Former NYPD inspector breaks down Gilgo Beach evidence
Fox News contributor Paul Mauro joins ‘America’s Newsroom’ to discuss the evidence against Gilgo Beach murder suspect Rex Heuermann as he is reportedly expected to face a fourth count.
Three women “played dead” while the “Indiana Slasher” stabbed them multiple times, sexually assaulted one of them and left them to bleed out in a cornfield.
The suspect, nicknamed the “Slasher” or “Indiana Slasher,” eluded police nearly 50 years and became a real-life boogeyman of Hancock County.
The survivors — Kandice Smith, then 13, Sheri Rottler Trick, then 11, and Kathie Rottler, then 14 — learned this week they had outlived the man who tried to kill them in 1975.
The “Slasher” was finally identified through genetic genealogy as Thomas Edward Williams, who died in a Galveston, Texas, prison in November 1983 while serving time for unrelated crimes, Indianapolis Police said Thursday.
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Survivors of the “Indiana Slasher’s” 1975 attack — (left to right) Kandice Smith, Sheri Rottler Trick and Kathie Rottler — talked during Thursday’s press conference. (Indianapolis Police Department)
“He was hunting,” said Steve Gibbs, a detective with the Marion County Sheriff’s Office at the time who has investigated the cold case since 2018.
“I would hate to use the word professional, but he was a hunter … of victims,” Gibbs told the Indy Star. “Once you’re in his car, it’s like being caught in a spiderweb. There’s no getting out.”
The three girls were hitchhiking to get to an amusement park, but Williams drove past their destination, drove them to a secluded cornfield in Hancock County and bound two of them.
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They were all trapped in his “spiderweb.”
He raped 11-year-old Rottler Trick and stabbed her three times in the throat and another 15 times in her chest, police said.
Then he turned his attention to Smith and Rottler, and slit both of their throats.
Indianapolis Police reveal the identity of the “Indiana Slasher” was Thomas Edward Williams, who died in a Texas prison. (Indianapolis Police Department)
The “Slasher” left, thinking they were all dead, but Smith and Rottler had enough strength to crawl for help.
They finally flagged down three passersby, who called 911 and saved their lives.
One of the first responding officers compared the cuts to the girls’ necks as appearing similar to that of an accordion, the Indy Star reported.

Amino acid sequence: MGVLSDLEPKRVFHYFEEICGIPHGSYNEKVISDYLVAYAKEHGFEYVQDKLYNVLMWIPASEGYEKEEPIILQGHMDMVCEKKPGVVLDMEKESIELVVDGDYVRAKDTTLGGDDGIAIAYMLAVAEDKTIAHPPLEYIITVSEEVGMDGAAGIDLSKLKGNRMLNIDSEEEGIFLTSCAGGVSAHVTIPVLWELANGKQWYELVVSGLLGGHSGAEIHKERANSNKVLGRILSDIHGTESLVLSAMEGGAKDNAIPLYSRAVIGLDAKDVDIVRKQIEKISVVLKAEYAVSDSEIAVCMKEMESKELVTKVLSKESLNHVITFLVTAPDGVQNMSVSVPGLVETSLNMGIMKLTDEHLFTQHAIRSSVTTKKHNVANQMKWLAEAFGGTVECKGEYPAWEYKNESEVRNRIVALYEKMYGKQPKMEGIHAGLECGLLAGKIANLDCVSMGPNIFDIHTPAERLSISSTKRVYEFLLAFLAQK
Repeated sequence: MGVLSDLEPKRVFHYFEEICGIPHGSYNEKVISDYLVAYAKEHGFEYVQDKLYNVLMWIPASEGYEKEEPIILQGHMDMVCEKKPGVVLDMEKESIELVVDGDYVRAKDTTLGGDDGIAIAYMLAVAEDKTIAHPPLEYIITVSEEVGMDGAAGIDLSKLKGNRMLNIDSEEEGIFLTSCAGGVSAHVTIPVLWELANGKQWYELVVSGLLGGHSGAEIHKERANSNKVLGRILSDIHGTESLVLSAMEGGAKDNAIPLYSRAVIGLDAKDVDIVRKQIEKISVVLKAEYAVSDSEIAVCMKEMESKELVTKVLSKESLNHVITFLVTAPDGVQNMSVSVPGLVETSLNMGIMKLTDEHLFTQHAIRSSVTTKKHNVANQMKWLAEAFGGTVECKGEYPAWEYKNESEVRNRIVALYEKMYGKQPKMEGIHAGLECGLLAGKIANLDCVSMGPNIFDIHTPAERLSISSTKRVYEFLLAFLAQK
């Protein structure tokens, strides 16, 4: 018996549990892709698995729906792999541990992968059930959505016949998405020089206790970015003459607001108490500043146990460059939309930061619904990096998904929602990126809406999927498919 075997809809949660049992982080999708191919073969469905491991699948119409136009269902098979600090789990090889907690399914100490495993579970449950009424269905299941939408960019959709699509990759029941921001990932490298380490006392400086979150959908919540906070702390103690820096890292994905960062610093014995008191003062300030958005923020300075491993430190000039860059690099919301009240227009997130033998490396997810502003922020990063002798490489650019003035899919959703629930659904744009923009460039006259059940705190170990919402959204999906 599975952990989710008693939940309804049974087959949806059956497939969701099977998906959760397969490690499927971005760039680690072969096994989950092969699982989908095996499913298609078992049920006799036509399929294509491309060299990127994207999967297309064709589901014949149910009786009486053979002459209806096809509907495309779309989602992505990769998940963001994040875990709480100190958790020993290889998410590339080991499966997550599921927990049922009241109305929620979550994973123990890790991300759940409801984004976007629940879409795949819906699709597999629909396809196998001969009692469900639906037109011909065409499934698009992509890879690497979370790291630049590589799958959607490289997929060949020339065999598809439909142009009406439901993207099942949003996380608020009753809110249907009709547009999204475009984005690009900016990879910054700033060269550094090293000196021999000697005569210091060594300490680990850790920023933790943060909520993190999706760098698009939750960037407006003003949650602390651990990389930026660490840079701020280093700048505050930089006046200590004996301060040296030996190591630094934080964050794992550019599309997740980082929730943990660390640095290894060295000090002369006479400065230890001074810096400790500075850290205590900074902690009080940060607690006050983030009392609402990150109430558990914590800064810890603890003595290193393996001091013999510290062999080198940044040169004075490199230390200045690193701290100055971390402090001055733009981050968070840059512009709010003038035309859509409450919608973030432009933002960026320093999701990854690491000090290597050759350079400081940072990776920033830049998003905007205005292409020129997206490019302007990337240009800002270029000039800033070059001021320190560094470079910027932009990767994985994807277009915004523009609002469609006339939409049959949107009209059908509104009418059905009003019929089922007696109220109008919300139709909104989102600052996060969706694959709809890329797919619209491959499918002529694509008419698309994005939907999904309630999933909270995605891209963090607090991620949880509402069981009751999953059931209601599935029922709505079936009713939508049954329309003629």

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“I do forgive this man,” Rottler Trick said during Thursday’s press conference. “I had to in order to continue my life. I hope anybody who’s in this situation can please do the same.”
Smith said, “I’m at peace now.”
Three victims of the “Indiana Slasher” are surrounded by members of the Indianapolis Police Department. (Indianapolis Police Department)
Retired Indianapolis Police Sgt. David Ellison, from the department’s cold case unit, said during the press conference three samples of DNA evidence recovered from the crime scene pointed to one unknown man.
The department partnered with DNA Labs International, a private forensic lab that used funding help from media company Audiochuck, which used the latest genetic testing to identify Williams’ son and daughter.
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After nearly five decades, law enforcement had the “Slasher.”
“Today’s announcement is nearly 50 years in the making, but it shows the dedication and perseverance of our detectives and partners,” Indianapolis Deputy Chief Kendale Adams said in a statement.
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“IMPD will hold criminals accountable, no matter how long it takes. While we would like to do this immediately, this may take years and even decades, and we never stop looking for answers.”
Chris Eberhart is a crime and US news reporter for Fox News Digital. Email tips to [email protected] or on Twitter @ChrisEberhart48.